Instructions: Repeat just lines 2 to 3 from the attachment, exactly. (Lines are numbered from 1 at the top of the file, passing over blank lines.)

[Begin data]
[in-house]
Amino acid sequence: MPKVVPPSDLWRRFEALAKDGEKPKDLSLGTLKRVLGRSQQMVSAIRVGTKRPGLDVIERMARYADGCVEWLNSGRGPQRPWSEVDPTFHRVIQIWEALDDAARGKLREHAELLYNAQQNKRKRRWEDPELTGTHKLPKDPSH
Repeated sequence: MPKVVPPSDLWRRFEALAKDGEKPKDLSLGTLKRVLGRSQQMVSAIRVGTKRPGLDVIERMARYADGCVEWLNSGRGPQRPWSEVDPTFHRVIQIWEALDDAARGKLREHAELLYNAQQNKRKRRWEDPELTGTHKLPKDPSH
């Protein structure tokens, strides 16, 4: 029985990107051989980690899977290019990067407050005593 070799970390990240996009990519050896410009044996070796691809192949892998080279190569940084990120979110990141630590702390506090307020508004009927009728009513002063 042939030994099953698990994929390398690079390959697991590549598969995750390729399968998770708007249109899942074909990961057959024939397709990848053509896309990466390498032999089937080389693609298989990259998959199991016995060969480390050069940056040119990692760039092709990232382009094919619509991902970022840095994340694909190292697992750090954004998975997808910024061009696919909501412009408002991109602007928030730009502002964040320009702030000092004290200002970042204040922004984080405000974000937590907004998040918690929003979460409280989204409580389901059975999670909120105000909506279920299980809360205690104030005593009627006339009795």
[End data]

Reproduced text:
Amino acid sequence: MPKVVPPSDLWRRFEALAKDGEKPKDLSLGTLKRVLGRSQQMVSAIRVGTKRPGLDVIERMARYADGCVEWLNSGRGPQRPWSEVDPTFHRVIQIWEALDDAARGKLREHAELLYNAQQNKRKRRWEDPELTGTHKLPKDPSH
Repeated sequence: MPKVVPPSDLWRRFEALAKDGEKPKDLSLGTLKRVLGRSQQMVSAIRVGTKRPGLDVIERMARYADGCVEWLNSGRGPQRPWSEVDPTFHRVIQIWEALDDAARGKLREHAELLYNAQQNKRKRRWEDPELTGTHKLPKDPSH